|Country Doctor. National Archives.|
Anderson graduated from a Cincinnati medical school in 1855. He immediately opened a practice in a rural section of Iowa, about seventy miles north of Des Moines. Four years later, he moved to Utah, settling in an area 25-30 miles south of what would soon become Franklin, Idaho. He married in September 1861 and their first child was born about a year later in Wellsville, Utah.
About the time Dr. Anderson arrived in the Cache Valley, Mormon colonists founded Logan. In April of 1860, settlers spread north to establish Franklin. (Of course, as noted elsewhere [blog, Jan 10], they thought they were in Utah.) As a country doctor, Anderson spent nearly forty years treating patients in Utah's Cache and Malad Counties, as well as across the Idaho border in Oneida County.
Dr. Anderson also held the position of Regimental Surgeon for the Cache County unit of the Nauvoo Legion (Utah militia). He served as a Justice of the Peace for over a quarter century, a long period as notary public, and many years as a Trustee on the local school board.
|Dr. Anderson. H. T. French photo.|
Although Dr. Anderson lived in a sparsely populated and rather isolated locale, his contemporaries often remarked on how carefully and thoroughly he kept up with the latest advances in medical techniques.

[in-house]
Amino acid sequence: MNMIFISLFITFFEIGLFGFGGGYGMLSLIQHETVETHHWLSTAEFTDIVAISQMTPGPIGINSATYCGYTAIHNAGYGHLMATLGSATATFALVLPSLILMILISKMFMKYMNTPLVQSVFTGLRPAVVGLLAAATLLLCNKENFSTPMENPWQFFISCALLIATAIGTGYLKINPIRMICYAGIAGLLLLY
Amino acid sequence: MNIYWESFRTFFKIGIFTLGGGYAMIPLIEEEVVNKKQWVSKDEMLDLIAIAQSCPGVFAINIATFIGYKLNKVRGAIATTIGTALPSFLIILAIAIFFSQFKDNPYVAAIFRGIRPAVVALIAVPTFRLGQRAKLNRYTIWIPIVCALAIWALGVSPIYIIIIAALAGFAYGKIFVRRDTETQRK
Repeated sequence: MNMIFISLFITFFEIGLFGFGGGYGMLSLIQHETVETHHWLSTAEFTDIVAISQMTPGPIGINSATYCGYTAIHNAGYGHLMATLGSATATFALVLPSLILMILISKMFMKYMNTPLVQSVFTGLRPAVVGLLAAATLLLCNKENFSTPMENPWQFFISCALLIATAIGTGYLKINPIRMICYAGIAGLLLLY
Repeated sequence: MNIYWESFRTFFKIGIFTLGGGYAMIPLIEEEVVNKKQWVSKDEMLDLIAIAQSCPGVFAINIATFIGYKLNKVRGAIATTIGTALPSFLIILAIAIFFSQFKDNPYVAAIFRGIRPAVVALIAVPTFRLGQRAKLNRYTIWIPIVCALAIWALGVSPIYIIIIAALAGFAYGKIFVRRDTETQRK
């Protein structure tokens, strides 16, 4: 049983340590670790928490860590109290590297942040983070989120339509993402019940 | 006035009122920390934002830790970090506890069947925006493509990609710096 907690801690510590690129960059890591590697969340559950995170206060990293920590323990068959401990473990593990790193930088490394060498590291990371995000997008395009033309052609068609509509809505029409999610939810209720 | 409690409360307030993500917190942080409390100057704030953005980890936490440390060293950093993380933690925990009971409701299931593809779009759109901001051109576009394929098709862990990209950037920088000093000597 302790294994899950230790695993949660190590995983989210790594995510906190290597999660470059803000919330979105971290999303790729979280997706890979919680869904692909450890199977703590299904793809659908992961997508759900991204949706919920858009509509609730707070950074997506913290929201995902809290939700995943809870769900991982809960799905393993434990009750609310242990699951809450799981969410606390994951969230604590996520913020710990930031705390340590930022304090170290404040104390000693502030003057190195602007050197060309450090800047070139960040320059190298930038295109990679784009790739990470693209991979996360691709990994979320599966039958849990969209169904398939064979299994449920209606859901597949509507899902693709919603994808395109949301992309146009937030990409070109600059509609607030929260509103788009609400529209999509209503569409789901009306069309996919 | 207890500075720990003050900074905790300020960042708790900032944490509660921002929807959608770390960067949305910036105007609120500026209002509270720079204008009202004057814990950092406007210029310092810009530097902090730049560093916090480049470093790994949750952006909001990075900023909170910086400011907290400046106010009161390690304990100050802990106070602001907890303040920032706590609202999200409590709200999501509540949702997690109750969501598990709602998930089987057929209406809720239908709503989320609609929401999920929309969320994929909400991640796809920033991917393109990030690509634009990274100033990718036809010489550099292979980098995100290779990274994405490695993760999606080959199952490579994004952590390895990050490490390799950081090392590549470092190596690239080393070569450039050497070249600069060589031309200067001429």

In 1897, he moved to Soda Springs, Idaho. Located on the Oregon Short Line railroad, the town was already known as a major shipping point for sheep and cattle. Within a few years, Soda Springs would ship more wool than any other railway station in Idaho.
Dr. Anderson bought an existing mercantile establishment and expanded it to include what was reported to be the first drug store in the town. The doctor remained fully active in his profession for about a decade before advancing age led him to suspend his general practice. He did remain available for consultations and emergencies.
The Idaho Falls Times reprinted (August 3, 1909) an item from the Soda Springs Chieftain about one such emergency. The little daughter of the local sheep association manager had suffered an attack of ptomaine poisoning. The town’s “practicing physician” was absent, so the manager asked the railroad for a speed run to bring a doctor from Montpelier. However, old Doc Anderson stepped in and “the child was practically out of danger before the train arrived.”
Ironically, the Soda Springs item highlighted the “Record Run” of the special train as much as it did the effective medical intervention. The engine, a passenger car, and caboose had “covered the thirty-one miles between Montpelier and this city in thirty minutes.”
Anderson also continued an active role with the drug store trade. In fact, in 1912, the Idaho State Pharmaceutical Association – an organization pledged "to promote better conditions in retail drugstores” – elected him to be their Vice President. He passed away in December 1914.
|References: [French], [Hawley]|
|"Obituary: Dr. William Anderson," Soda Springs Chieftain (Dec 24, 1914).|
|Progressive Men of Bannock, Bear Lake, Bingham, Fremont and Oneida Counties, Idaho, A. W. Bowen & Co., Chicago (1904).|
|“Wellsville, Utah,” Utah History Encyclopedia, University of Utah Press, Salt Lake (1994).|